by Ken Lain, The Mountain Gardener
With so many tomato varieties and uses in the kitchen, it’s no wonder tomatoes are one of our most popular vegetables! It’s time to start tomatoes by seed for garden planting the end of April.
When to start tomatoes — Start tomatoes indoors 4 to 6 weeks before the average last spring frost of May 8. Transplant your seedlings into the gardens when nighttime temperatures are at least 45°F and soil temperature is ideally 70 to 90°F degrees.
Containers — Use shallow, sterile containers with drainage (use 6-pack trays or peat pots). Transplant into larger, 3- to 4-inch containers once the true, scalloped leaves have emerged. Biodegradable paperboard pots are the ideal size, easy to label and easy to share with friends.
Seed starting mix — Use a lightweight seed starting potting soil, and sow seeds at a shallow, 1/8- to ¼-inch depth. Watters seed-starting soil is sterile (unlike garden soil) and lighter than potting mix, allowing for the ideal air-to-moisture ratio.
Transplanting and supporting — When transplanting seedlings outside, plant them deeply, burying the stem leaving 1 to 2 sets of leaves above ground. The buried parts of the stem will sprout roots and develop a strong, extensive root system.
The top of the seedling above ground will naturally reach toward the sun. Place any stakes, cages or other type of supports in the ground just after transplanting to avoid root damage.
Growing temperature — Temperatures above 55°F at night are required to set fruit. Night temperatures above 75°F in the summer inhibit fruit set and can cause blossom drop (no fruit production). Wait until night temperatures are at least 45°F before transplanting.
Water — Tomatoes need about 1 to 2 inches of water per week depending on the type of soil they are growing in. One to two deep soakings per week in mild weather, and 2 to 3 per week in hot weather should be sufficient.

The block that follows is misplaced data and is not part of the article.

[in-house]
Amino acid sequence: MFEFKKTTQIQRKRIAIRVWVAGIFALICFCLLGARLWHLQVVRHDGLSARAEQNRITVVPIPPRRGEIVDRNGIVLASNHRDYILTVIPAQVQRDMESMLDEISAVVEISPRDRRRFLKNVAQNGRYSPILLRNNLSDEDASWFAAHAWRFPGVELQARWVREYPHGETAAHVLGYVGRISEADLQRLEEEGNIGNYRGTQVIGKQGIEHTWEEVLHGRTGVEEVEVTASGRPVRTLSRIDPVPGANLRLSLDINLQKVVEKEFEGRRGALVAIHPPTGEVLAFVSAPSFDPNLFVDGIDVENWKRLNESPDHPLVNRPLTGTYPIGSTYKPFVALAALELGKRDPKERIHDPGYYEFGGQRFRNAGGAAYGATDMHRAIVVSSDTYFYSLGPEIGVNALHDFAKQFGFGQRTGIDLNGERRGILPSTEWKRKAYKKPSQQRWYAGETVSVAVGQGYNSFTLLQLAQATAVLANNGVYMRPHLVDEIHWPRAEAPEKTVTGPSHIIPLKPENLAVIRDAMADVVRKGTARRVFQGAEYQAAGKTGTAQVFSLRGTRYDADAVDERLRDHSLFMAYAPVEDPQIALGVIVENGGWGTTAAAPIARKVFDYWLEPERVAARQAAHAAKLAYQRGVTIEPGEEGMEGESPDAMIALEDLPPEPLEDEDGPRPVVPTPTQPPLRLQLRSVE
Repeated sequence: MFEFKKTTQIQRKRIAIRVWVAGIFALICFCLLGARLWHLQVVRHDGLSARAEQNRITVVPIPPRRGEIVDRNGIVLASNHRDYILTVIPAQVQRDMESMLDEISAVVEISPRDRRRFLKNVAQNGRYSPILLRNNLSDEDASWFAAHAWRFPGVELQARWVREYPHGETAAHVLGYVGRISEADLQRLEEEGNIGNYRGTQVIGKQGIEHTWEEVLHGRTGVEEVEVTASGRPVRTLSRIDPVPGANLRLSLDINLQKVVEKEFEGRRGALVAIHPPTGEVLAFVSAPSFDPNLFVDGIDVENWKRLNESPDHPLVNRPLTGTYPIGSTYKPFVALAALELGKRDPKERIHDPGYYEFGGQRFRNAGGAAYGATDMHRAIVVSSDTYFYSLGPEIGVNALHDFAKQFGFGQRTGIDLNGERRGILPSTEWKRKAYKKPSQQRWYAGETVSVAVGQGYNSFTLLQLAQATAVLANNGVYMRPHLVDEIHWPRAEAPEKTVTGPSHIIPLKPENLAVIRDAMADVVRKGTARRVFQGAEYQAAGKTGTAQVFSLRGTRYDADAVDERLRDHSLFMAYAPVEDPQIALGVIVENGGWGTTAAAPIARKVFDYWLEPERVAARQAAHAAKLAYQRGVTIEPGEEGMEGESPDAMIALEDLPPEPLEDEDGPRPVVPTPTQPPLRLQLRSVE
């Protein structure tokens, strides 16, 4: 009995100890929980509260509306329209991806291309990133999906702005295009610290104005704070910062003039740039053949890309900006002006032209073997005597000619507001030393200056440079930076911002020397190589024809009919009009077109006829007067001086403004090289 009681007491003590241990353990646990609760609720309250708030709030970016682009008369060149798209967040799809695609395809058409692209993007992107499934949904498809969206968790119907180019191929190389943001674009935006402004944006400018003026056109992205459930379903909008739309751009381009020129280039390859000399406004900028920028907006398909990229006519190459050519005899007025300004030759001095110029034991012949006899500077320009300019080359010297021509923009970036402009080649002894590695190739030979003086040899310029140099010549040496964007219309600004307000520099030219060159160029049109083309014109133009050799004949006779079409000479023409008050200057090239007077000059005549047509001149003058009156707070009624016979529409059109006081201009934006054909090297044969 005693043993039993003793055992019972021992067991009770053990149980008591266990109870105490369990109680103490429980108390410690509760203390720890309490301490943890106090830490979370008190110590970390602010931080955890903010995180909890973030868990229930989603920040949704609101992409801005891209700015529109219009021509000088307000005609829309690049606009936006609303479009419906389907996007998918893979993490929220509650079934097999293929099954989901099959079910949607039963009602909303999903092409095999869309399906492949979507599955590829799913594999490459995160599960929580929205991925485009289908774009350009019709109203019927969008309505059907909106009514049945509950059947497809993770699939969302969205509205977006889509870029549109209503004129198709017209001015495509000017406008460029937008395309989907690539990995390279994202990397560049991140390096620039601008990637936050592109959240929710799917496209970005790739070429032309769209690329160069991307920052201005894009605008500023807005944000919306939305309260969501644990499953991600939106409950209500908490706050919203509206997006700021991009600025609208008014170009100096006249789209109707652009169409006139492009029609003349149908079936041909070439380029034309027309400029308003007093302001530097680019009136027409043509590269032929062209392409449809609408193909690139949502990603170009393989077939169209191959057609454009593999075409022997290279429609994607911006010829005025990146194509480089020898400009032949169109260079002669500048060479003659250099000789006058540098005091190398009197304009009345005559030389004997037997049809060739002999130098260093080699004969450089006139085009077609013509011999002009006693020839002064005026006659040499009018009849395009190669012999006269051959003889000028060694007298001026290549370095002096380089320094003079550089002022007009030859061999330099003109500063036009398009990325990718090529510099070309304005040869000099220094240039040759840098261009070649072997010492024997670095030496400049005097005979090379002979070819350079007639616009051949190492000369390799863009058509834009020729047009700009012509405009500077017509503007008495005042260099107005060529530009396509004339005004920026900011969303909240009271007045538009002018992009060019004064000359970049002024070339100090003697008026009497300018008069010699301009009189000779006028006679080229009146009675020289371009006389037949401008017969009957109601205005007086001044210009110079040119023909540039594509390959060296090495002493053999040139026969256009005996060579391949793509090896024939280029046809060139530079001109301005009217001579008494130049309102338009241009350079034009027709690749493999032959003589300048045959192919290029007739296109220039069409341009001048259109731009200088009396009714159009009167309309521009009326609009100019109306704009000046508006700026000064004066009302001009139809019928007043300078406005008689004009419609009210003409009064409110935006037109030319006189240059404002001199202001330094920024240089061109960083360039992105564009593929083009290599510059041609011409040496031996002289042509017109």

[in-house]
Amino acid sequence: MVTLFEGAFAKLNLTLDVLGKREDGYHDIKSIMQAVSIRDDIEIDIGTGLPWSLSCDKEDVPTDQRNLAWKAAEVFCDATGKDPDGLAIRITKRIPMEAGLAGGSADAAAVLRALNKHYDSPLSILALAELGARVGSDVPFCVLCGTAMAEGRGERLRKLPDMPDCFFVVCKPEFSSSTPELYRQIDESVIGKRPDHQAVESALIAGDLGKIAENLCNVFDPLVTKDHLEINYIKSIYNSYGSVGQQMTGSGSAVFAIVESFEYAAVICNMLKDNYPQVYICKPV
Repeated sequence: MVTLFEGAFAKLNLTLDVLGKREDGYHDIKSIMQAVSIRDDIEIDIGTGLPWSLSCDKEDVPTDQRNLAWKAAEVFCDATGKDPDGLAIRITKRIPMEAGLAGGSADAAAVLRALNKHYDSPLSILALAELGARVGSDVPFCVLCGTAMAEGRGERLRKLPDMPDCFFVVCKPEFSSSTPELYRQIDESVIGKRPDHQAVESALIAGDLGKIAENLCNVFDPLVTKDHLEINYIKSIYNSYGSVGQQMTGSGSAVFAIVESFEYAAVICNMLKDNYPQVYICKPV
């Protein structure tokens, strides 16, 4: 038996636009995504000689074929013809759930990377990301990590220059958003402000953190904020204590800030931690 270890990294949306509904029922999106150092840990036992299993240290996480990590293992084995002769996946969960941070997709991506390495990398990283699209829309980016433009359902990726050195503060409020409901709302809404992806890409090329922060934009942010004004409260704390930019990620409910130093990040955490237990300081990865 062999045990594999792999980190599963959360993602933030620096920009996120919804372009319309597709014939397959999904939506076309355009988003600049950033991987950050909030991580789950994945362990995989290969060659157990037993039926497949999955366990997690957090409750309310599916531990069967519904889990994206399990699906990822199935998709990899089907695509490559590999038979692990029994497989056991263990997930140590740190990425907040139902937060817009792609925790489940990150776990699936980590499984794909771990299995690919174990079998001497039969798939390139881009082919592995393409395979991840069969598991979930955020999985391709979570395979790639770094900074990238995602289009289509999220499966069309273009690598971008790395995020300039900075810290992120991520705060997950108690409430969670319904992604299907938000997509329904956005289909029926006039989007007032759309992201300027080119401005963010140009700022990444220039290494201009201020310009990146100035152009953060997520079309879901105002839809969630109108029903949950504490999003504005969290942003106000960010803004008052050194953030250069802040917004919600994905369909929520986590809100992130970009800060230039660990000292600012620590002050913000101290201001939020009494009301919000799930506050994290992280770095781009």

If tomatoes are cracking, back off on the water. Too much water can burst tomatoes and water down the flavor.
Harvesting — Each variety is different when it comes to color. Check your seed packet to see when the tomato has ripened with the best flavor.
Tomatoes are grouped into two main types according to growth habit and production.
• Determinate types (e.g., Ace 55, Glacier, Italian Roma) grow in a compact, bush form, requiring little or no staking. Fruit is produced on the ends of the branches; most of the crop ripens at the same time. One or more successive plantings will ensure an extended harvest period. Determinate types are often the choice of those who want a large supply of ripe fruit at once for canning.
• Indeterminate types (e.g., Better Bush, Sun Gold, Black Krim) varieties continue to grow and produce fruit through the end of October. Tomatoes in all stages of development may be on the plants at one time. The plants set fruit clusters along a vining stem, which grows vigorously and long.
Under optimum conditions, some can grow over 15 feet, but in most home gardens they generally reach about 6 feet. Some indeterminate have a bush form with stockier vines, which set fruit clusters closer together.
• Semi-determinate types (e.g., Lizzano) grow in between these two types. The plants will grow larger than determinate varieties, but not as large as indeterminate. They produce a main crop that ripens at once, but also continues to produce through October.